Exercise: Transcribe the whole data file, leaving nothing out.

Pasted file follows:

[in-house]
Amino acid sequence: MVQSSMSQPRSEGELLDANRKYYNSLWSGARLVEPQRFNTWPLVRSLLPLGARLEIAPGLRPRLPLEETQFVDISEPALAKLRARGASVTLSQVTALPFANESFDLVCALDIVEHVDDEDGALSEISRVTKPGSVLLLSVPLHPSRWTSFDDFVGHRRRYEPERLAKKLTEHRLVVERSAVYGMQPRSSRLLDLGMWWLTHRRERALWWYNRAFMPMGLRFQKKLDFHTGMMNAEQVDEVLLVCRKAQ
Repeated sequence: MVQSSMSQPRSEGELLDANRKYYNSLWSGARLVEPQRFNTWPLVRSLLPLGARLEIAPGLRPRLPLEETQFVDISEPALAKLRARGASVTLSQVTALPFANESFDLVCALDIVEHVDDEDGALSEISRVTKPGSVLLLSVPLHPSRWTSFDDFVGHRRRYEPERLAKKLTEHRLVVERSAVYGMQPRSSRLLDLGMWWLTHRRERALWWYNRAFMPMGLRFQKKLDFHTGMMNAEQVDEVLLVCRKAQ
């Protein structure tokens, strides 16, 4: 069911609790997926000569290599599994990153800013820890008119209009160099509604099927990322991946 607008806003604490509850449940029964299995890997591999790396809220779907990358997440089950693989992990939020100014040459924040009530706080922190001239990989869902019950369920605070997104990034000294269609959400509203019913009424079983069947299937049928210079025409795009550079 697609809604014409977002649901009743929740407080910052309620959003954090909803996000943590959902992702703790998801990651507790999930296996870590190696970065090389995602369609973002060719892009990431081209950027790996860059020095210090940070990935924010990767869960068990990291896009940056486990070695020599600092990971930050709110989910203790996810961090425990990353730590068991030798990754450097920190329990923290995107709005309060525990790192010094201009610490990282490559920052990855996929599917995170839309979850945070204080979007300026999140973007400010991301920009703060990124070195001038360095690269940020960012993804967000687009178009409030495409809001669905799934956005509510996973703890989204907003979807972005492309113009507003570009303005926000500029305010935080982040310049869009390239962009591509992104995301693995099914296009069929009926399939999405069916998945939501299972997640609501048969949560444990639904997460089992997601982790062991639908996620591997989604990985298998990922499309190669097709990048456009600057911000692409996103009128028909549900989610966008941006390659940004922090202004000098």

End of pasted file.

[in-house]
Amino acid sequence: MVQSSMSQPRSEGELLDANRKYYNSLWSGARLVEPQRFNTWPLVRSLLPLGARLEIAPGLRPRLPLEETQFVDISEPALAKLRARGASVTLSQVTALPFANESFDLVCALDIVEHVDDEDGALSEISRVTKPGSVLLLSVPLHPSRWTSFDDFVGHRRRYEPERLAKKLTEHRLVVERSAVYGMQPRSSRLLDLGMWWLTHRRERALWWYNRAFMPMGLRFQKKLDFHTGMMNAEQVDEVLLVCRKAQ
Repeated sequence: MVQSSMSQPRSEGELLDANRKYYNSLWSGARLVEPQRFNTWPLVRSLLPLGARLEIAPGLRPRLPLEETQFVDISEPALAKLRARGASVTLSQVTALPFANESFDLVCALDIVEHVDDEDGALSEISRVTKPGSVLLLSVPLHPSRWTSFDDFVGHRRRYEPERLAKKLTEHRLVVERSAVYGMQPRSSRLLDLGMWWLTHRRERALWWYNRAFMPMGLRFQKKLDFHTGMMNAEQVDEVLLVCRKAQ
């Protein structure tokens, strides 16, 4: 069911609790997926000569290599599994990153800013820890008119209009160099509604099927990322991946 607008806003604490509850449940029964299995890997591999790396809220779907990358997440089950693989992990939020100014040459924040009530706080922190001239990989869902019950369920605070997104990034000294269609959400509203019913009424079983069947299937049928210079025409795009550079 697609809604014409977002649901009743929740407080910052309620959003954090909803996000943590959902992702703790998801990651507790999930296996870590190696970065090389995602369609973002060719892009990431081209950027790996860059020095210090940070990935924010990767869960068990990291896009940056486990070695020599600092990971930050709110989910203790996810961090425990990353730590068991030798990754450097920190329990923290995107709005309060525990790192010094201009610490990282490559920052990855996929599917995170839309979850945070204080979007300026999140973007400010991301920009703060990124070195001038360095690269940020960012993804967000687009178009409030495409809001669905799934956005509510996973703890989204907003979807972005492309113009507003570009303005926000500029305010935080982040310049869009390239962009591509992104995301693995099914296009069929009926399939999405069916998945939501299972997640609501048969949560444990639904997460089992997601982790062991639908996620591997989604990985298998990922499309190669097709990048456009600057911000692409996103009128028909549900989610966008941006390659940004922090202004000098």